EWMI Programs in Global


EWMI takes pride in its commitment to its local partners, and established the Partner Legacy Support Program in 2013 as a mechanism to continue to fund its partners around the world. To date, EWMI has accepted donations from individuals, foundations, and donor advised funds for partners in Cambodia, Kosovo and Liberia that promote access to justice for the most vulnerable groups in various political, economic and cultural contexts.


The George Mason University – Nonprofit Employment Data (GMU-NED) Project generates new information on economic trends in the nonprofit sector that demonstrate the significant economic scale and importance of the nonprofit sector on the national, state, and regional levels. The GMU-NED Project, housed at the Center on Nonprofits, Philanthropy, and Social Enterprise in the GMU Schar School of Policy and Government and funded by the Charles Stewart Mott Foundation, will build on the work of the Johns Hopkins Nonprofit Economic Data Project (JHU-NED) led by late EWMI partner Dr. Lester Salamon.


The Open Development Initiative (ODI) is an open data and information network developed by EWMI that sheds light on development trends in the Lower Mekong Basin. The lower Mekong basin is a trans-boundary ecosystem shared by 6 countries providing a central livelihood and food security to 65 million people as the largest inland fishery in the world.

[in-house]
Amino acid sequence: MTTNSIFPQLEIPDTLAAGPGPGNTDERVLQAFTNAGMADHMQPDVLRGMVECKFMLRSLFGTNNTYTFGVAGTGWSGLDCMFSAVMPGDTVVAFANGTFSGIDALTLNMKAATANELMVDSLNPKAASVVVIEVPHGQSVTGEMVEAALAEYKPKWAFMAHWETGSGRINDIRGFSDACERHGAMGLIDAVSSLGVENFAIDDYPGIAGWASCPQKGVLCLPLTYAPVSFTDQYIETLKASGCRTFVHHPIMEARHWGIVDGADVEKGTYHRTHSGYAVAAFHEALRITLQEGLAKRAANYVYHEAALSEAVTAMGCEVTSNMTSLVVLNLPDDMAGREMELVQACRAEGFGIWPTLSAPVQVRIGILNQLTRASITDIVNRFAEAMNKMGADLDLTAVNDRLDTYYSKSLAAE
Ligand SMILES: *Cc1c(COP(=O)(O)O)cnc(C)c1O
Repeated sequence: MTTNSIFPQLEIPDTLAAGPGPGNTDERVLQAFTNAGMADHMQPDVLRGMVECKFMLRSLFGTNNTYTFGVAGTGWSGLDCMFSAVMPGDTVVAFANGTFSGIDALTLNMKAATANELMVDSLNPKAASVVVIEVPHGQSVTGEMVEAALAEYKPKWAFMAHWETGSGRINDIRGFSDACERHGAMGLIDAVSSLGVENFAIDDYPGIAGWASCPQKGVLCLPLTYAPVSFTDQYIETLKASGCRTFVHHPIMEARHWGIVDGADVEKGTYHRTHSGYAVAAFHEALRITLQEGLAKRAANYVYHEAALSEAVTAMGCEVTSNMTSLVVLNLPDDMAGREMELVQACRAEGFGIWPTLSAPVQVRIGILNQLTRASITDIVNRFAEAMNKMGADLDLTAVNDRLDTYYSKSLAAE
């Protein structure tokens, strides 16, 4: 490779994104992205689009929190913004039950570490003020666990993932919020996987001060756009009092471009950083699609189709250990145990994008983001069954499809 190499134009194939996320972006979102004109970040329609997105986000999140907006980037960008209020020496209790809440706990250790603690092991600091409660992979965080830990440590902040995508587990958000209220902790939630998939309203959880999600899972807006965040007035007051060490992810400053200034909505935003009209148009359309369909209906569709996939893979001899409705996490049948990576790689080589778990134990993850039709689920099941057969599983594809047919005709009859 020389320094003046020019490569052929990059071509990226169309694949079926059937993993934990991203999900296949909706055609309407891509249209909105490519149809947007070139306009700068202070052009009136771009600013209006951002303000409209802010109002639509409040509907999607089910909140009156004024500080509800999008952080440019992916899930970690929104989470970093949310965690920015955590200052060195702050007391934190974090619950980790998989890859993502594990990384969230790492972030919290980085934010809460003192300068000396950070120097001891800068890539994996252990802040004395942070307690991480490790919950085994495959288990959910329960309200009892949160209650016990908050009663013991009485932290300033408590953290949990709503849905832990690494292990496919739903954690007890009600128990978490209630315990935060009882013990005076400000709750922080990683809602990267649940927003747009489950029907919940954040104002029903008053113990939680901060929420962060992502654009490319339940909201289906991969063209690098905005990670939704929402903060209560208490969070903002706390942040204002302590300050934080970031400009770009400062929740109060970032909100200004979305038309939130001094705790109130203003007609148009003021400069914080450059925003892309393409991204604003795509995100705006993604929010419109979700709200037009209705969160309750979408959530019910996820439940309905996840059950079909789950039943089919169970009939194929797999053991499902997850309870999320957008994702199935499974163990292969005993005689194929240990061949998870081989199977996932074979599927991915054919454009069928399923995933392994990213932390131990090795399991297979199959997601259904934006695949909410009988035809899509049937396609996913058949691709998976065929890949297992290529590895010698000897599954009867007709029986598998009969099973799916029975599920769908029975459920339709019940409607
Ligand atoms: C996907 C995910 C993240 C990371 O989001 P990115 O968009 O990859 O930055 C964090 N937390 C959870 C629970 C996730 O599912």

USAID’s new Partners for Financial Stability Program (PFS) is a three-year regional program that builds upon USAID and EWMI's prior work in the financial sector while addressing some of the key challenges posed by the global financial crisis in the partner countries in Southeast Europe and Eurasia. The PFS Program supports financial sector development by bringing together regional players from partner and mentor countries to address regional challenges, promote the adoption and implementation of international best practices, and to share experience and lessons learned.


A crucial barrier to the development of community foundations and other community-based philanthropic institutions in less-developed regions of the world has been the general lack of capital to underwrite their operations. One promising route to solving this dilemma may be to channel into charitable endowments all or a portion of the proceeds of a wide array of "privatization transactions" in which public assets are transferred into private hands.